The country's climate-fed agriculture dominates the economy with a 38% contribution to GDP and about 3/4 of export earnings; still it continues to be small-scaled and labour intensive with needlessly high post-harvest losses of between 30-35%. With land titles farmers would be able to access capital from financial institutions and invest in machinery, storage facilities, irrigation and other modern agricultural capital. This would increase productivity and create jobs in the agricultural sector, as well as place enough food on our tables.
The current situation denies farmers the significant right to use their farm lands and buildings as collateral, dragging a majority of them into perpetual abject poverty. So who makes our farmers poor? Evidently the state! Our farmers need titles on their farm lands and properties to change this harmful situation.
When campaigning, politicians promise generous agriculture subsidies. Once in office, realizing these promises would intensify the tax burden, for the subsidies must be funded somehow. In addition, the politically connected farmers enjoy such subsidies most, and not the poor ones who the subsidies are supposed to help.
The general lack of secure property rights discourages entrepreneurs from investing in the economy, thus hindering economic prosperity. When property is protected, both local and foreign investors can make long-term projections and are willing to invest.
The world is filled with capital to be invested, but it only goes where it has a chance to gain a return. The protection of property with transparent rule of law inspires confidence among foreign investors, whom we desperately need in this increasingly globalized world. If even the Red Dragon is now ensuring individual property rights, then we must realise that the world is changing.
Furthermore the restraints on entering in to business discourage people from doings so and thus limit wealth and job creation. The government's promise to create a simpler business registration system was a false campaign promise. The cumbersome process of registering businesses in this country continues to impede progress, making the poor even poorer, while the rich are able to pay their way through. As a result, 80% of our businesses are in the informal sector.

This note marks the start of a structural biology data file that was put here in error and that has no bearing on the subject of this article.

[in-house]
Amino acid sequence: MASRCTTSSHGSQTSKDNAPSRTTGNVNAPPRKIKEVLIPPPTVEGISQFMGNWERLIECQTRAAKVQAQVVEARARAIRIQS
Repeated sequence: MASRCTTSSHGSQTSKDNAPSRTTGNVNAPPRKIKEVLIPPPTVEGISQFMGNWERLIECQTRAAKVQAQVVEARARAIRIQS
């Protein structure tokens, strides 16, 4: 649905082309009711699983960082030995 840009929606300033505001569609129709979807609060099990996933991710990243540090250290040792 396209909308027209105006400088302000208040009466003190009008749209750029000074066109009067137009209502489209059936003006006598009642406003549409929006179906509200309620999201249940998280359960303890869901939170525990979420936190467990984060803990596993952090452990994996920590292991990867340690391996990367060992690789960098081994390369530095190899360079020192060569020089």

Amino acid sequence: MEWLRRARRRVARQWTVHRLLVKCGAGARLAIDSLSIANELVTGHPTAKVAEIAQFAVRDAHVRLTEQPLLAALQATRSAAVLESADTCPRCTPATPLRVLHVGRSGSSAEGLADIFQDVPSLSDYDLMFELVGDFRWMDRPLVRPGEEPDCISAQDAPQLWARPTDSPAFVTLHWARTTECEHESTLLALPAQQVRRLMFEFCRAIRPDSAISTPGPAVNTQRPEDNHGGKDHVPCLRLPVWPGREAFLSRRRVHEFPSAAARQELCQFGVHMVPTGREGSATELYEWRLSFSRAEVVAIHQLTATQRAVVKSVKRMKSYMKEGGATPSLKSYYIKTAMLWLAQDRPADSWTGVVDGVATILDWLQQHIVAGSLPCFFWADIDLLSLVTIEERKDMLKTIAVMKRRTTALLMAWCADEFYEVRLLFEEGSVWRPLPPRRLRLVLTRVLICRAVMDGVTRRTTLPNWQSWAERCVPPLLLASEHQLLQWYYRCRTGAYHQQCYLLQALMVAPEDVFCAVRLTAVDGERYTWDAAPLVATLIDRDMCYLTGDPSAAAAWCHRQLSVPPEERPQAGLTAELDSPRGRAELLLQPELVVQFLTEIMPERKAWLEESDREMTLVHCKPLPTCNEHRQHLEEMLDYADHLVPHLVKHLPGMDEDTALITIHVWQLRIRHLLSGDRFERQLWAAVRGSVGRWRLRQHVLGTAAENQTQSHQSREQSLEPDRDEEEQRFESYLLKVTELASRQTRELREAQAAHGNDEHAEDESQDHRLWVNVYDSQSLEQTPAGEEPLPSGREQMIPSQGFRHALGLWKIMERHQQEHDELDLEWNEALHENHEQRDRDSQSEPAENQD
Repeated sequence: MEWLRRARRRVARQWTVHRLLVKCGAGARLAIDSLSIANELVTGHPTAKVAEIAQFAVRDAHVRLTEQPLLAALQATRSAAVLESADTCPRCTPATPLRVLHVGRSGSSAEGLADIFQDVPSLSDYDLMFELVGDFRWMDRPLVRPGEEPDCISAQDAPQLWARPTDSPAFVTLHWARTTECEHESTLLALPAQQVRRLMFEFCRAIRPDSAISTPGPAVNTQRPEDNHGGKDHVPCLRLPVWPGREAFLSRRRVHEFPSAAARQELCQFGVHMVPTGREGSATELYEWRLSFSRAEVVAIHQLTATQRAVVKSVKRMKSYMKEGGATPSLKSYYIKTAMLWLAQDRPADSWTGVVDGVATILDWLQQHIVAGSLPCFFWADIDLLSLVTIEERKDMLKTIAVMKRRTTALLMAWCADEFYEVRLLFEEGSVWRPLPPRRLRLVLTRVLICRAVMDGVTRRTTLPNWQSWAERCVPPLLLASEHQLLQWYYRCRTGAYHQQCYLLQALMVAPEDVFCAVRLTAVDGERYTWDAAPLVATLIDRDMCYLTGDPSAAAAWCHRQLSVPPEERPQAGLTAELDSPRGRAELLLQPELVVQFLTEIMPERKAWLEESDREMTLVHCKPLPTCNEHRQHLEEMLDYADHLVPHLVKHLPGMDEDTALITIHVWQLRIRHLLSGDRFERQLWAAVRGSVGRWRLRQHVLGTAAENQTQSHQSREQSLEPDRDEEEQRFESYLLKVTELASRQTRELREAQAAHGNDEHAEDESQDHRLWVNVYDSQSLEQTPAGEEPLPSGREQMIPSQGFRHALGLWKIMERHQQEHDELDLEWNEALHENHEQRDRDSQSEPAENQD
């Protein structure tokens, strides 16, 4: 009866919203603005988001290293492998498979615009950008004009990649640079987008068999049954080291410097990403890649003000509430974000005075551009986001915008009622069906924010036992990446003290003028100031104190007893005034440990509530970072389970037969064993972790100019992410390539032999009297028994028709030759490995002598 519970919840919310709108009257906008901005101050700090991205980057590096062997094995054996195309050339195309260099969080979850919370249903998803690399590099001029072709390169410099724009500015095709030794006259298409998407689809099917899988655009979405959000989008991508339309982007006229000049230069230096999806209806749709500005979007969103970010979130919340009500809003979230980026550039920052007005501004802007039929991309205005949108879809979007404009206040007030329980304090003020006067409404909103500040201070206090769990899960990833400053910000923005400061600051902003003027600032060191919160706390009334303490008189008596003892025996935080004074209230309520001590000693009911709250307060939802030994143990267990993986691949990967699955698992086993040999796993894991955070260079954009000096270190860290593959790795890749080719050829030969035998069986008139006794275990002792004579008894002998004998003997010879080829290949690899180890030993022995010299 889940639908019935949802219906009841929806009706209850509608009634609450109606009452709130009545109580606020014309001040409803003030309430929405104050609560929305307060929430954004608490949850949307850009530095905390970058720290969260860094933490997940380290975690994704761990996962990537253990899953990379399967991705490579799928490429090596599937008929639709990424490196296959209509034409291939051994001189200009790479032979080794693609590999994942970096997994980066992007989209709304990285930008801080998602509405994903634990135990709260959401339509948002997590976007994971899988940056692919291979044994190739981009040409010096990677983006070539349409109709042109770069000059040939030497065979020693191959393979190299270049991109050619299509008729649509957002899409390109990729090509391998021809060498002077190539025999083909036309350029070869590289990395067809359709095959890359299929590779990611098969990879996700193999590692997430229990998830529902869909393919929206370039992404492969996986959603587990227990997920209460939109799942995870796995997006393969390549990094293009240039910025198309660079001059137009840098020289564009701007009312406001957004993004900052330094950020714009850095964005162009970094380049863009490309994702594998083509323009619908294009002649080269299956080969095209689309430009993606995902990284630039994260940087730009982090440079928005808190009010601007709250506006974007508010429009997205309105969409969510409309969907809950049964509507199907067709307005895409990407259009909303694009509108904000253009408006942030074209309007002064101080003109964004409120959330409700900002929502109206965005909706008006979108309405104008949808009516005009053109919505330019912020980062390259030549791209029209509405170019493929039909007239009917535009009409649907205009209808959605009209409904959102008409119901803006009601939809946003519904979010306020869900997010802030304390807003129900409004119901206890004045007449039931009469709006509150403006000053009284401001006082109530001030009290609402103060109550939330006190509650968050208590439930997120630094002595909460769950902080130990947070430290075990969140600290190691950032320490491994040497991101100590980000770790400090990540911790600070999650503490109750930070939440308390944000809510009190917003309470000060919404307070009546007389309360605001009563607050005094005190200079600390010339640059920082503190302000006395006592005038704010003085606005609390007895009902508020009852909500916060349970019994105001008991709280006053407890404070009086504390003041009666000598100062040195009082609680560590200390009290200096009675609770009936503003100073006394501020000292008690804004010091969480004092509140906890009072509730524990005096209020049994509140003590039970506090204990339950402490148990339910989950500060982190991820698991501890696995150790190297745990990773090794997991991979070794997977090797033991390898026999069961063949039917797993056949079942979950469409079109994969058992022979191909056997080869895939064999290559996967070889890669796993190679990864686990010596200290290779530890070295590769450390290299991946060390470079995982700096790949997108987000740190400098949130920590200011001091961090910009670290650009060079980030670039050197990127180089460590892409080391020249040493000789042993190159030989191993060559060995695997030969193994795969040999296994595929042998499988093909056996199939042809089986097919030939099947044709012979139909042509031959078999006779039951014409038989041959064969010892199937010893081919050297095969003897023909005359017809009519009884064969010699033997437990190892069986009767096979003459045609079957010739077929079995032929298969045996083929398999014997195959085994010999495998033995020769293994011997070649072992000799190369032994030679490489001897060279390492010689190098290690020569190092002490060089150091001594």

Another violation of property rights in this country is that if gold is found on one's land, the government takes it over. In effect, the real owner not only loses the gold from his property, but also his land is destroyed in the mining process. It is time for the land owners to own shares in our mining companies, which is the true way for the revenues from gold can be used to advance this country. Money in the hands of individuals achieves more than in the pockets of government and their bureaucrats.
Private investment is the way to create sustainable jobs, not the campaign promises of job creation schemes from the government. Central planning does not work and state created jobs are unsustainable.
RULE OF LAW In many cases, land sales have led to disputes and litigation amongst people, as well as tensions it has created between tribes, stools, villages and towns. We are in dire need of a legal code that favours property and ownership, which will in turn promote stability in our communities.
In 2004 the Minister of the Interior at the time feebly declared 'Land Guards' to be illegal after some callously murdered a number of land developers. In a country with weak rule of law, outlawing something has no effect; thus the minister's declaration was unable to ensure property rights and reconcile social tensions disturbed by the actions of these 'Land Guards'. The Land Administration Project can only work with an efficient and transparent judicial system that would enforce the minister's claim.
Property is the essence of capital, and the foundation for wealth creation. Broad-based national development is totally impossible without secure property rights. So, will our presidential candidates please tell us how you are going to enable us to capitalise on our resources and free ourselves from abject poverty? The welfare policies and regulations are fallacies, that will not truly help the people.
The hard-working people of Ghana deserve a leader who believes in consistently upholding the rights of Ghanaians to freely engage in commercial activity. Our next president must understand the significance of secure and clearly defined property rights if he is really serious about eradicating poverty and giving hope to the poor.
*Afrikanus Kofi Akosah is the President of Africa Youth Peace Call, a Public Policy Think Tank, and Kenli Schoolland is an undergraduate at Burkingham University, UK.